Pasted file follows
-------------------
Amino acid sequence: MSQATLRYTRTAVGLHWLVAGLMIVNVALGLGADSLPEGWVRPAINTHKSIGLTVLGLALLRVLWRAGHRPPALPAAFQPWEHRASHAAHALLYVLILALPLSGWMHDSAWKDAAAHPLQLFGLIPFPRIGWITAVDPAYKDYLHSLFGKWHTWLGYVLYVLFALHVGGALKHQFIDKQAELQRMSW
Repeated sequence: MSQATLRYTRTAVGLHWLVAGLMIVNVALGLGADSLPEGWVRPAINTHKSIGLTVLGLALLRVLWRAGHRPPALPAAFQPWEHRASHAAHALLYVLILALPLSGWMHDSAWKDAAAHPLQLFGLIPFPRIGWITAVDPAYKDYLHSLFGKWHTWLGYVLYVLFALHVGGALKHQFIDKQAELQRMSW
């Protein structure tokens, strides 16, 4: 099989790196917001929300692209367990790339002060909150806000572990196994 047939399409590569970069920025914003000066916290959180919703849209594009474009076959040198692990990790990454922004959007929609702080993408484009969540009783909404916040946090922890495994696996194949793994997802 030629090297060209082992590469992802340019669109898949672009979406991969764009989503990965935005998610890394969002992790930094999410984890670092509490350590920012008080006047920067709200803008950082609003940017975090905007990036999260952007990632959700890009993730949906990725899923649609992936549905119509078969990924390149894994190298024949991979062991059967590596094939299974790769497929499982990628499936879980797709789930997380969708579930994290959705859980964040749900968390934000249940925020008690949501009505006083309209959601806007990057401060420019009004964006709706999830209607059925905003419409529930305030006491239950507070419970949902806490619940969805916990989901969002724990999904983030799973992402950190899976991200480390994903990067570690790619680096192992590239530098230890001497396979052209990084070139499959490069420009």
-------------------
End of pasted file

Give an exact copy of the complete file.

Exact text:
Amino acid sequence: MSQATLRYTRTAVGLHWLVAGLMIVNVALGLGADSLPEGWVRPAINTHKSIGLTVLGLALLRVLWRAGHRPPALPAAFQPWEHRASHAAHALLYVLILALPLSGWMHDSAWKDAAAHPLQLFGLIPFPRIGWITAVDPAYKDYLHSLFGKWHTWLGYVLYVLFALHVGGALKHQFIDKQAELQRMSW
Repeated sequence: MSQATLRYTRTAVGLHWLVAGLMIVNVALGLGADSLPEGWVRPAINTHKSIGLTVLGLALLRVLWRAGHRPPALPAAFQPWEHRASHAAHALLYVLILALPLSGWMHDSAWKDAAAHPLQLFGLIPFPRIGWITAVDPAYKDYLHSLFGKWHTWLGYVLYVLFALHVGGALKHQFIDKQAELQRMSW
């Protein structure tokens, strides 16, 4: 099989790196917001929300692209367990790339002060909150806000572990196994 047939399409590569970069920025914003000066916290959180919703849209594009474009076959040198692990990790990454922004959007929609702080993408484009969540009783909404916040946090922890495994696996194949793994997802 030629090297060209082992590469992802340019669109898949672009979406991969764009989503990965935005998610890394969002992790930094999410984890670092509490350590920012008080006047920067709200803008950082609003940017975090905007990036999260952007990632959700890009993730949906990725899923649609992936549905119509078969990924390149894994190298024949991979062991059967590596094939299974790769497929499982990628499936879980797709789930997380969708579930994290959705859980964040749900968390934000249940925020008690949501009505006083309209959601806007990057401060420019009004964006709706999830209607059925905003419409529930305030006491239950507070419970949902806490619940969805916990989901969002724990999904983030799973992402950190899976991200480390994903990067570690790619680096192992590239530098230890001497396979052209990084070139499959490069420009």